From Iceland — You Will Be Assimilated, Resistance Is Futile…

You Will Be Assimilated, Resistance Is Futile…

Published July 15, 2014

With the BORG music collective, we will all dance as one mind

You Will Be Assimilated, Resistance Is Futile…
Photo by
Nanna Dís

With the BORG music collective, we will all dance as one mind

It’s the May Day bank holiday and everyone in Iceland is taking it easy in the warm sun. At Lucky Records there’s a release party that includes local house DJ and producer Viktor Birgiss performing an energetic house music live set with a drummer. Throughout the afternoon, the mood has been chilled and relaxed as friends, scenesters and record buying fiends have come to sample the music and savour the atmosphere.

The occasion is the release of ‘Marienleben’ by Dutch musician Frits Wentink, the second EP from Icelandic electronic collective BORG. Since its 2012 inception by Ómar Egill Ragnarsson and Jón Reginbald (who perform under the DJ name No Class), BORG has become an integral part in helping to re-energise and promote the house music scene in Iceland, with energetic club nights, assorted merchandise and secret shows from undisclosed locations streamed live on the internet. In 2013 they became a trio when local producer Housekell aka Áskell Harðarson joined, whereupon they branched out in 2014 as a record label with the release of the ‘Get Bizzy’ EP from German producer Alex Agore.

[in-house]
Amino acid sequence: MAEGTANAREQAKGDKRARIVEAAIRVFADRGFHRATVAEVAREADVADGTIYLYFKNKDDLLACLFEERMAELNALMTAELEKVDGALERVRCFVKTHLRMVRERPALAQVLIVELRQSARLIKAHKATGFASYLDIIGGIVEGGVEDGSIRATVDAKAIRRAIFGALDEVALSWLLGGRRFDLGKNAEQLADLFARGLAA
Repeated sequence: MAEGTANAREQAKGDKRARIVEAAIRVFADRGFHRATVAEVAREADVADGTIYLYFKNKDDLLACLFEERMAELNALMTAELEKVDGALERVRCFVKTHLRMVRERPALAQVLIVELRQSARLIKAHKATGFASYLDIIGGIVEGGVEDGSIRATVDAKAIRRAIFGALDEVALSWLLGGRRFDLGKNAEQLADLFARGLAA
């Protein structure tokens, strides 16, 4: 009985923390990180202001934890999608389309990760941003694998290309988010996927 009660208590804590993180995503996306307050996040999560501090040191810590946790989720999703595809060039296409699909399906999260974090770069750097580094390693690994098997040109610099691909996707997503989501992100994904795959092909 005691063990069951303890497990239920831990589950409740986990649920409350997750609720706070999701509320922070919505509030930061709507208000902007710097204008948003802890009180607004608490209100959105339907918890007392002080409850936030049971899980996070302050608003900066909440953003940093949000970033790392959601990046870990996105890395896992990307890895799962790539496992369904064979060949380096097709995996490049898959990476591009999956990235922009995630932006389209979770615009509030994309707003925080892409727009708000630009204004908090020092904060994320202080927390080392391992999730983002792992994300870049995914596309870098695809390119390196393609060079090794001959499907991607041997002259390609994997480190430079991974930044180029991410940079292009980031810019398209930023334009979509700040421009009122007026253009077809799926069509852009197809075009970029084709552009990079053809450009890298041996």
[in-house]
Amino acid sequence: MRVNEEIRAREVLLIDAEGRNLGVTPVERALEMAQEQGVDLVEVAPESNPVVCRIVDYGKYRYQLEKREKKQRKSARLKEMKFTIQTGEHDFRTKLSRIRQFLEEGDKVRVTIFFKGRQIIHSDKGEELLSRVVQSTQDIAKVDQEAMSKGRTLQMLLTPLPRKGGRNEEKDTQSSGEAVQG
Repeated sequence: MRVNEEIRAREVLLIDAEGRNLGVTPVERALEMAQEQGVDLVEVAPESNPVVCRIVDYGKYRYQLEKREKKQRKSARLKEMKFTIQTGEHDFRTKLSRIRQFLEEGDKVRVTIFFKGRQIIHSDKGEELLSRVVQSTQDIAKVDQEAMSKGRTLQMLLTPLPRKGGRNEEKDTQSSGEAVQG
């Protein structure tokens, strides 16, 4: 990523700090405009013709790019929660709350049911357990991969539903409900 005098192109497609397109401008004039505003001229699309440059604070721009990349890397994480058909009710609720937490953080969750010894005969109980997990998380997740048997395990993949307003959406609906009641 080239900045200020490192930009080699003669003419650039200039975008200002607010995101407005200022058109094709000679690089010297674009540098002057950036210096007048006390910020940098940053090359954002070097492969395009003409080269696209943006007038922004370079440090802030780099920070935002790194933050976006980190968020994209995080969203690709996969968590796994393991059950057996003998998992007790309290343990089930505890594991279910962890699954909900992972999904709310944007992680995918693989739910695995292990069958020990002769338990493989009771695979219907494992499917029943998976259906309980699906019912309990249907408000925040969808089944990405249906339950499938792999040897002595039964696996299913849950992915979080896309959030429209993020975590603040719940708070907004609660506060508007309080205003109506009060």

As the release party wound down, we spoke with Ómar, Jón and Áskell about BORG and its plans for eventual world domination.

So when did you first start making music together?

Jón: We went to grade school together at Árbæjarskóli before going to Menntaskólinn við Hamrahlið. There was a competition in history class to make a song for a project called ‘the idea bank.’ We decided to work together to make a song for it.

Ómar: We just went onto GarageBand and made some stupid crap, chucking in samples and making loads of loops with us just talking/singing into the microphones on our macbooks. After that we started taking things a bit little more seriously though.

And then you went and entered the 2010 Músiktilraunir [Battle of the bands] music competition.

J: Actually we entered it twice!

Ó: At that time we were making tracks that were essentially brostep, with all those ‘wub wub wubs.’

J: It was 2010. Dubstep was big then!

“Social media networking has in a way been a real blessing for us and the whole concept of BORG itself has been built up around this.”

So how did being in Músiktilraunir pan out then?

Ó: They thought we were excellent! They said it was great to see electronic music performed live the way we did with ‘feeling.’


So after Músiktilraunir, what led you to switch from making music to DJing?

Ó: Well our first ever DJ gig turned out to be our last ever live gig. By then our tastes were beginning to develop and were listening to all sorts of stuff, not just dubstep and Swedish electro.

J: But when we first started, we were making DJ sets that were also kind of live as well. We were linking our own beats with the records, using kaos pads to drop samples into the music, changing certain parts of the record during the set.

Ó: Basically we didn’t know at the time how to DJ, things like beat matching and stuff like that. So it became a bit of a live production, with us whacking in a bit of noise between songs to link them together.